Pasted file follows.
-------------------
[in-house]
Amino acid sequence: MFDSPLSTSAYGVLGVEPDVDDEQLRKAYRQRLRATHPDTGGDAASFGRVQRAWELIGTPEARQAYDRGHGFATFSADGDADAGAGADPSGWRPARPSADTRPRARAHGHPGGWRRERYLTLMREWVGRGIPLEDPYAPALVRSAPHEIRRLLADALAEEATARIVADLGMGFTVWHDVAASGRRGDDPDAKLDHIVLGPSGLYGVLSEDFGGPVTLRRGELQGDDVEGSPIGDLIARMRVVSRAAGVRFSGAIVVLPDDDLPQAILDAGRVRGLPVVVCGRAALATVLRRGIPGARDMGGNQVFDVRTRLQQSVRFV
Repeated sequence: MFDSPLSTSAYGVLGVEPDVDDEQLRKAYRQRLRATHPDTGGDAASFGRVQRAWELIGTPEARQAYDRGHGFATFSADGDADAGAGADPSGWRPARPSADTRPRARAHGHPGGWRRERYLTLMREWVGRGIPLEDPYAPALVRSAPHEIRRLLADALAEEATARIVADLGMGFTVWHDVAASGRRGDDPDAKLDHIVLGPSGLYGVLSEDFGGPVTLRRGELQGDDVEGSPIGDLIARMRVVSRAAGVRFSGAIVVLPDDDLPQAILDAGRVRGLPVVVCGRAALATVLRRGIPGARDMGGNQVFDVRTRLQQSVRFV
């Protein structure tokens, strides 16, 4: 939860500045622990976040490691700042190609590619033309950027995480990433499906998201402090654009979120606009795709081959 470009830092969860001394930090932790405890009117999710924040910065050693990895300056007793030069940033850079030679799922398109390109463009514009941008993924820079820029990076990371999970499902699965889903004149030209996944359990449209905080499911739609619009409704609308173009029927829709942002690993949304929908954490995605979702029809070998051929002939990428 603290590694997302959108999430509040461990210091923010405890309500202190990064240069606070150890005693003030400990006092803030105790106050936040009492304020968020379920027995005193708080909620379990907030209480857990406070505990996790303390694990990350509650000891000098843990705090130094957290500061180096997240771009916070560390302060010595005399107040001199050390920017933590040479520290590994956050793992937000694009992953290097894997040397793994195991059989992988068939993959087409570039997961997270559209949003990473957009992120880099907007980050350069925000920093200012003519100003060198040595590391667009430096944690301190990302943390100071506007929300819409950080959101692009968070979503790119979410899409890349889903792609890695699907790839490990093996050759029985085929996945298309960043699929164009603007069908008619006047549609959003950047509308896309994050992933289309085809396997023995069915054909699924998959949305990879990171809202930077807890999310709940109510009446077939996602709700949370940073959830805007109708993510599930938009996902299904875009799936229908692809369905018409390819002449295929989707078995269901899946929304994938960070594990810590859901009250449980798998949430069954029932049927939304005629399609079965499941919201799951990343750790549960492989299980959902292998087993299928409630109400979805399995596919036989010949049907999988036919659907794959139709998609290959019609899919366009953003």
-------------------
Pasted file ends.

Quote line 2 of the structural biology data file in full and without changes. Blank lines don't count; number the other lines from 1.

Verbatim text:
Amino acid sequence: MFDSPLSTSAYGVLGVEPDVDDEQLRKAYRQRLRATHPDTGGDAASFGRVQRAWELIGTPEARQAYDRGHGFATFSADGDADAGAGADPSGWRPARPSADTRPRARAHGHPGGWRRERYLTLMREWVGRGIPLEDPYAPALVRSAPHEIRRLLADALAEEATARIVADLGMGFTVWHDVAASGRRGDDPDAKLDHIVLGPSGLYGVLSEDFGGPVTLRRGELQGDDVEGSPIGDLIARMRVVSRAAGVRFSGAIVVLPDDDLPQAILDAGRVRGLPVVVCGRAALATVLRRGIPGARDMGGNQVFDVRTRLQQSVRFV